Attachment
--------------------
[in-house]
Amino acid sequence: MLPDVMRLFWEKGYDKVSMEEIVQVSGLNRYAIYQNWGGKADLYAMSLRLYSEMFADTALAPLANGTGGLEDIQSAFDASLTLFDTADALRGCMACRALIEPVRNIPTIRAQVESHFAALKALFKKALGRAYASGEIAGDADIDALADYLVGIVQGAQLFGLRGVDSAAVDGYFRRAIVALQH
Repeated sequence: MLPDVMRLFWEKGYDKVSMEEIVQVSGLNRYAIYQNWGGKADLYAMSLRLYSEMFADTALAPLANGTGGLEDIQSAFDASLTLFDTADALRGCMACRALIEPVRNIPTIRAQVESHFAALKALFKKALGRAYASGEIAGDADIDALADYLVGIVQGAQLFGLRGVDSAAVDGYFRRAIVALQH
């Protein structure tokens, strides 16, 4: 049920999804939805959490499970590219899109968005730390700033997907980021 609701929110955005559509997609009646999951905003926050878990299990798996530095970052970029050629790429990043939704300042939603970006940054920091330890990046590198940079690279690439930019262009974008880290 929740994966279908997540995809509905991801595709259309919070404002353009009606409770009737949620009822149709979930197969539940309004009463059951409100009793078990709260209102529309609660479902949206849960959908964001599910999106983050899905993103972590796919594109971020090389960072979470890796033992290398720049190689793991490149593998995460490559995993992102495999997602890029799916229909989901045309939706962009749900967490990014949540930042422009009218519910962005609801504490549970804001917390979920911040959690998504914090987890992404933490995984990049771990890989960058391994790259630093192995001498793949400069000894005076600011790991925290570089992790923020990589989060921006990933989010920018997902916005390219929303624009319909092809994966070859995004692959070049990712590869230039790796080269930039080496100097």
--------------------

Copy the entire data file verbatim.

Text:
[in-house]
Amino acid sequence: MLPDVMRLFWEKGYDKVSMEEIVQVSGLNRYAIYQNWGGKADLYAMSLRLYSEMFADTALAPLANGTGGLEDIQSAFDASLTLFDTADALRGCMACRALIEPVRNIPTIRAQVESHFAALKALFKKALGRAYASGEIAGDADIDALADYLVGIVQGAQLFGLRGVDSAAVDGYFRRAIVALQH
Repeated sequence: MLPDVMRLFWEKGYDKVSMEEIVQVSGLNRYAIYQNWGGKADLYAMSLRLYSEMFADTALAPLANGTGGLEDIQSAFDASLTLFDTADALRGCMACRALIEPVRNIPTIRAQVESHFAALKALFKKALGRAYASGEIAGDADIDALADYLVGIVQGAQLFGLRGVDSAAVDGYFRRAIVALQH
């Protein structure tokens, strides 16, 4: 049920999804939805959490499970590219899109968005730390700033997907980021 609701929110955005559509997609009646999951905003926050878990299990798996530095970052970029050629790429990043939704300042939603970006940054920091330890990046590198940079690279690439930019262009974008880290 929740994966279908997540995809509905991801595709259309919070404002353009009606409770009737949620009822149709979930197969539940309004009463059951409100009793078990709260209102529309609660479902949206849960959908964001599910999106983050899905993103972590796919594109971020090389960072979470890796033992290398720049190689793991490149593998995460490559995993992102495999997602890029799916229909989901045309939706962009749900967490990014949540930042422009009218519910962005609801504490549970804001917390979920911040959690998504914090987890992404933490995984990049771990890989960058391994790259630093192995001498793949400069000894005076600011790991925290570089992790923020990589989060921006990933989010920018997902916005390219929303624009319909092809994966070859995004692959070049990712590869230039790796080269930039080496100097």